Right now Edward Snowden is hiding in a hotel room somewhere in Hong Kong. He’s stuffing pillows under his door to prevent eavesdropping and covering his laptop when he enters passwords. In the 21 days he’s been away, he has only left his room three times. These behaviors might seem extreme, but for somebody who disclosed information about the world’s most secretive organization — the NSA — anything else would be cursory.
Edward Snowden, like Bradley Manning and Daniel Ellsberg before him, revealed abuse by a government agency in spite of extreme personal safety risks. A hero to some, a traitor to others, Snowden has been described in various terms — whistle-blower, leaker, source — and each word choice has an implication as to whether or not the 29-year-old CIA employee has done something wrong.
Snowden has been deemed a “whistle-blower” by the Guardian and Fox News, “a source” by the Washington Post and CNN, and “a leaker” by the Associated Press, New York Times and NPR. The difference between these terms is not entirely arbitrary and Snowden should be considered a whistle-blower, not a leaker.
“Leaker” might have a derogatory nature to it according to Jesslyn Radack, the director of the national security and human rights program at the Government Accountability Project, whereas whistle-blower implies that the information leaked was beneficial to the public. Radack claims that “source” is the “most neutral term.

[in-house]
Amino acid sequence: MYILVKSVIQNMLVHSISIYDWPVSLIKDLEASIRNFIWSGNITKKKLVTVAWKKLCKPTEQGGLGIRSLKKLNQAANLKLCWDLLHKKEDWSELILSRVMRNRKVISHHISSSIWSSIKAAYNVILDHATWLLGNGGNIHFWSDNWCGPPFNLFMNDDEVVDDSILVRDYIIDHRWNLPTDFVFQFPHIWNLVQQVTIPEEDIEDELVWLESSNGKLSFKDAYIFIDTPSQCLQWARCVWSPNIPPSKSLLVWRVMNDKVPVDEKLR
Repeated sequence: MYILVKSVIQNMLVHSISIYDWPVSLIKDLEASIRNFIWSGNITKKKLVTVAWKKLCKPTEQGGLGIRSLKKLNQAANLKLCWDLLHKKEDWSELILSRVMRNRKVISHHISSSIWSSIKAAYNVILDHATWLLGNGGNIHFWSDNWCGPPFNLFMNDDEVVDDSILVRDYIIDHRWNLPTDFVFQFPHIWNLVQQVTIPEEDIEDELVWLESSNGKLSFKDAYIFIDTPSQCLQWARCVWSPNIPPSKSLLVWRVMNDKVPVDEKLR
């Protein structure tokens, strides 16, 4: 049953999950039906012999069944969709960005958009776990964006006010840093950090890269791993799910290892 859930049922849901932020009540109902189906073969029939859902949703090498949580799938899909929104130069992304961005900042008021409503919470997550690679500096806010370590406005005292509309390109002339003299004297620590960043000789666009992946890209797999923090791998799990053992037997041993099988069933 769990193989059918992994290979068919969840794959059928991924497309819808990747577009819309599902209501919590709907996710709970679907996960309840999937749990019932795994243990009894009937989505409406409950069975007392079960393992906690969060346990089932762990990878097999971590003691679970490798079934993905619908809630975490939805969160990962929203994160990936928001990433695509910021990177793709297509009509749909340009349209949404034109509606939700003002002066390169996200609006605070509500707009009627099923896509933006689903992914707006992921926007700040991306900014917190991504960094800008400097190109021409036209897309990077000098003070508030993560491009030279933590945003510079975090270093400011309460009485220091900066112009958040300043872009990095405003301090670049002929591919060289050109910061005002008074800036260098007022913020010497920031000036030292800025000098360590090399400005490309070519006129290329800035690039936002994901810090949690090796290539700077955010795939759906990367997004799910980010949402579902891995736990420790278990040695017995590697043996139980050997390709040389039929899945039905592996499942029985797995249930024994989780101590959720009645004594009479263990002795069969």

A whistle-blower is an “informant who exposes wrongdoing within an organization in the hope of stopping it,” according to this definition, which leaves Snowden's status open for interpretation: Whether or not the NSA committed a transgression depends on whether you are an ACLU member or James Clapper, the Director of National Intelligence who has no problem with the NSA’s behavior. Furthermore, the agency’s actions are not illegal.
However, a broader definition of whistle-blower found on the Government Accountability Project’s website reads:
An employee who discloses information that s/he reasonably believes is evidence of illegality, gross waste or fraud, mismanagement, abuse of power, general wrongdoing, or a substantial and specific danger to public health and safety. Typically, whistle-blowers speak out to parties that can influence and rectify the situation. These parties include the media, organizational managers, hotlines, or Congressional members/staff, to name a few.
Snowden embodies this definition; he believes the NSA behavior is an abuse of power and thus he sought out media exposure to redress the problem.
The Guardian columnist at the forefront of this story agrees, claiming:
“I don’t think “whistle-blower” requires revelation of illegal conduct ... I think it involves exposing what the government is hiding because the public would be angry or upset to learn what is being done. That’s clearly the case here.”
Whether or not the NSA’s behavior is illegal, Snowden has revealed a massive abuse by a government agency, and he has done so as a whistle-blower.